According to the reports filed by teachers, schools found two thirds of bullying cases (66%), via the questionnaires of bullying (52%) and homeroom teachers (12%) in SY2016-17. Also, the victims of bullying themselves (18%) and the parents of the victims (11%) brought bullying cases to their teachers/schools.
The victims of bullying consulted with a homeroom teacher (78%), other teacher(s)(9%), a school nurse teacher (3%), a school counselor (2%), consulting organizations (0.7%), parents (24%), friends (7%), others (e.g., persons in the community) (0.5%), while 7% of victims did not consult with anybody. Since the 1995-96 school year, the MEXT has deployed school counselors to schools to help teachers. Only few victims of bullying consulted with school counselors (2%) in SY2016-17 (Monbukagakushō 2018g).
Types of Bullying
The types of bullying include verbal insults; being ignored by a group; and being ostracized; physical violence with play (Table 5.1.3). In recent years, online bullying through mobile text messages, Internet sites, and blogs have grown dramatically. Mobile phones have been banned in schools and security companies have deployed Internet surveillance.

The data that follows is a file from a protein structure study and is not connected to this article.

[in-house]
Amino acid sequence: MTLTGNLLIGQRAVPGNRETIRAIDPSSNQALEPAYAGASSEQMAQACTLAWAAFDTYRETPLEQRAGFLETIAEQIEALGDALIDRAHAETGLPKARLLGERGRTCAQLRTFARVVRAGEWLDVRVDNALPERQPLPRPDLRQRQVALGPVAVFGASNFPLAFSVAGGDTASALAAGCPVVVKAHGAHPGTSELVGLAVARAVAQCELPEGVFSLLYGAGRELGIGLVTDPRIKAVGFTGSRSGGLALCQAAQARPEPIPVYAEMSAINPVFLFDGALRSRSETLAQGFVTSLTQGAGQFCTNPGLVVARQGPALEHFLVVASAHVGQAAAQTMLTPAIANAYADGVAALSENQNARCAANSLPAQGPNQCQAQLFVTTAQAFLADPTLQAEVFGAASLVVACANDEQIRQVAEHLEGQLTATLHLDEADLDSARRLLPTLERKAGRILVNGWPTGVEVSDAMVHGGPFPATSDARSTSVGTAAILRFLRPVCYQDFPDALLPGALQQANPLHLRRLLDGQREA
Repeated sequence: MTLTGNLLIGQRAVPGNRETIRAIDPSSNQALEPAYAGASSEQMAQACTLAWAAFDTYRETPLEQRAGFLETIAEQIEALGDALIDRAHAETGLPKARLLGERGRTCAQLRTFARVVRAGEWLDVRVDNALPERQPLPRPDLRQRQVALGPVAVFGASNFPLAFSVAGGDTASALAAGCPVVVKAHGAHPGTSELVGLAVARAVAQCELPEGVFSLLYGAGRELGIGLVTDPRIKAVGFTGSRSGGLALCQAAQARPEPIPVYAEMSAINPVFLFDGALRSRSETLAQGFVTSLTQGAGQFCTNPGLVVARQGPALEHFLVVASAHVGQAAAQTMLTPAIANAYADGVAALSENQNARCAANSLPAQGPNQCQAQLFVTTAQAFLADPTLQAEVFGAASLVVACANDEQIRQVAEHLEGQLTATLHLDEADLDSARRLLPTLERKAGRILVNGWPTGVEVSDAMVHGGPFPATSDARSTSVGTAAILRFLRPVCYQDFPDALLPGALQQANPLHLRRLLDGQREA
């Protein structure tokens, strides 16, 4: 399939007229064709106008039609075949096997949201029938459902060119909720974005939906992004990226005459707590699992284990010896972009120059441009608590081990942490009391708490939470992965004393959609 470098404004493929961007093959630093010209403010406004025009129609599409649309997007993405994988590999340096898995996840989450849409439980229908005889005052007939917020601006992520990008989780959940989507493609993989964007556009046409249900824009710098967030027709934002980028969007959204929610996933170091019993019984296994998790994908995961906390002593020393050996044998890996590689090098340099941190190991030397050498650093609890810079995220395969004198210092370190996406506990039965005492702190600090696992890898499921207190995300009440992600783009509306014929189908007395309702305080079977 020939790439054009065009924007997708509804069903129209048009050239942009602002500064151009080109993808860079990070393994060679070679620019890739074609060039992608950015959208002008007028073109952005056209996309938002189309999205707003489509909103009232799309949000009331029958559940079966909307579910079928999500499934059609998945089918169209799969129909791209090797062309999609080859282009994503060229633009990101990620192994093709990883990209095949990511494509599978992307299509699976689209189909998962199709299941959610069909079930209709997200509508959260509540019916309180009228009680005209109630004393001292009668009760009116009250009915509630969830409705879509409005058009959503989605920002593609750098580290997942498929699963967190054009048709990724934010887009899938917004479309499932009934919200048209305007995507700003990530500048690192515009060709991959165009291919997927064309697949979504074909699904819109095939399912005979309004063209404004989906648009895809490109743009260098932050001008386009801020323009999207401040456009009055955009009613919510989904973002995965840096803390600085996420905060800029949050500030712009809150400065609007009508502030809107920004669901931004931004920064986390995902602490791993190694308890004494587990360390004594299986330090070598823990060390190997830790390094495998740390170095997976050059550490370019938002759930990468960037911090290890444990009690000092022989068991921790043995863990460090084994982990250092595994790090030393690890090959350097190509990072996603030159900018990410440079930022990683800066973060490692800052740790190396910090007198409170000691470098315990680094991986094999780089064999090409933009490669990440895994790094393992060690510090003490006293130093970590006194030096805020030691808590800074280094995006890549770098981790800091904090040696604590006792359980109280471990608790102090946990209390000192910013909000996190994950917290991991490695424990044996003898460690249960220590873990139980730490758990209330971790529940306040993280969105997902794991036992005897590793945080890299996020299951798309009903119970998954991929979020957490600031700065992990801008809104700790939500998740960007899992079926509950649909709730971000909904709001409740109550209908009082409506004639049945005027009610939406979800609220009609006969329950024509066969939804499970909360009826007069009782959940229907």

|Types of bullying||ES||MS||HS||Total|
|Verbal insults and being ridiculed||146,000||61.7||47,000||65.7||8,000||62.0||202,000||62.5|
|Being ignored by a group, and being ostracized||37,000||15.6||10,000||14.3||1,900||14.9||49,000||15.3|
|Physical violence with play||57,000||24.0||11,000||15.3||1,600||12.2||70,000||21.6|
|Being extorted money and/or goods||3,400||1.4||900||1.2||400||2.9||4,700||1.5|
|Having belongings hidden||15,000||6.2||4,200||5.9||800||5.9||20,000||6.1|